The House overwhelmingly passed legislation Tuesday night to bolster retirement savings opportunities for workers, sending the bill on to the Senate.

The legislation (H.R. 2954), called the “Securing a Strong Retirement Act of 2022” or “SECURE Act 2.0,” builds on the 2019 SECURE Act by further incentivizing Americans to save for their retirements. SECURE 2.0, which passed the House on a 414-5 vote, raises the age when Americans must start taking money out of their retirement accounts from 72 to 75, and requires employers that establish new retirement plans to automatically enroll newly hired employees at a pre-tax contribution level of 3 percent of the employee’s salary.

The bill also increases “catch-up” contribution limits for employees as they near retirement and allows nonprofit organizations to join together to offer multi-employer retirement plans to their employees, which the original SECURE Act did for for-profit companies.

“After a lifetime of hard work, no American should face financial uncertainty in their old age,” said House Ways and Means Committee Chair Richard Neal (D-MA). “This bipartisan legislation will make it easier for workers to save and plan for their futures. In advancing this measure, we build on the positive impact of the SECURE Act and continue expanding opportunities for Americans to plan for their golden years. I hope the Senate follows our lead and swiftly sends this widely supported measure to President Biden’s desk.”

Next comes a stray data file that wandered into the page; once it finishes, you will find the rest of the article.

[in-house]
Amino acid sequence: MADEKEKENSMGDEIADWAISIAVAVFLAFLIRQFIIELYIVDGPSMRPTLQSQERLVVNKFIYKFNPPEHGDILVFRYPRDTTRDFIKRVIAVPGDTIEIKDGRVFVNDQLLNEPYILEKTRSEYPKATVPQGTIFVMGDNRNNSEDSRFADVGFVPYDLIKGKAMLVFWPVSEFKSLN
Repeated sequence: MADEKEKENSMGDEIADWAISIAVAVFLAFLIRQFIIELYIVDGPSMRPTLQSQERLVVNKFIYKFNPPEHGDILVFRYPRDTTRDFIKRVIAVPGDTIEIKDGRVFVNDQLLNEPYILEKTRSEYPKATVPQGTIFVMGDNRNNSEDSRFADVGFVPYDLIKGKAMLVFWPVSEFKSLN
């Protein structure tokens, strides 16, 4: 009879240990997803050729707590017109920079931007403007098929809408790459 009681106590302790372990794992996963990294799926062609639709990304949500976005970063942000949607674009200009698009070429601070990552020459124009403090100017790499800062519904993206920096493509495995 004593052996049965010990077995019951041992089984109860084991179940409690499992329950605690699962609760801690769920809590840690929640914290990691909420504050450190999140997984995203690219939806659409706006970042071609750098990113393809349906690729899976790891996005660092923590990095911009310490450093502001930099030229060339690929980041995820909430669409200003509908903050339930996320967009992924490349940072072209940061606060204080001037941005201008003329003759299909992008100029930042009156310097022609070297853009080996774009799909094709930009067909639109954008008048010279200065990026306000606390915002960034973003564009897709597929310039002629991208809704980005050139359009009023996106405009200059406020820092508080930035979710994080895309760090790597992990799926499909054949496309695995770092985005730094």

Timeline for action in the Senate is unclear. Although there is bipartisan support for many of the provisions in the House bill, the Senate wants to use a retirement bill sponsored by Sens. Ben Cardin (D-MD) and Rob Portman (R-OH) as a foundation for its version.

“We’re talking amongst ourselves,” said Sen. Ron Wyden (D-OR), chair of the Senate Finance Committee, to Bloomberg BNA. “We’ve a lot on our plate.”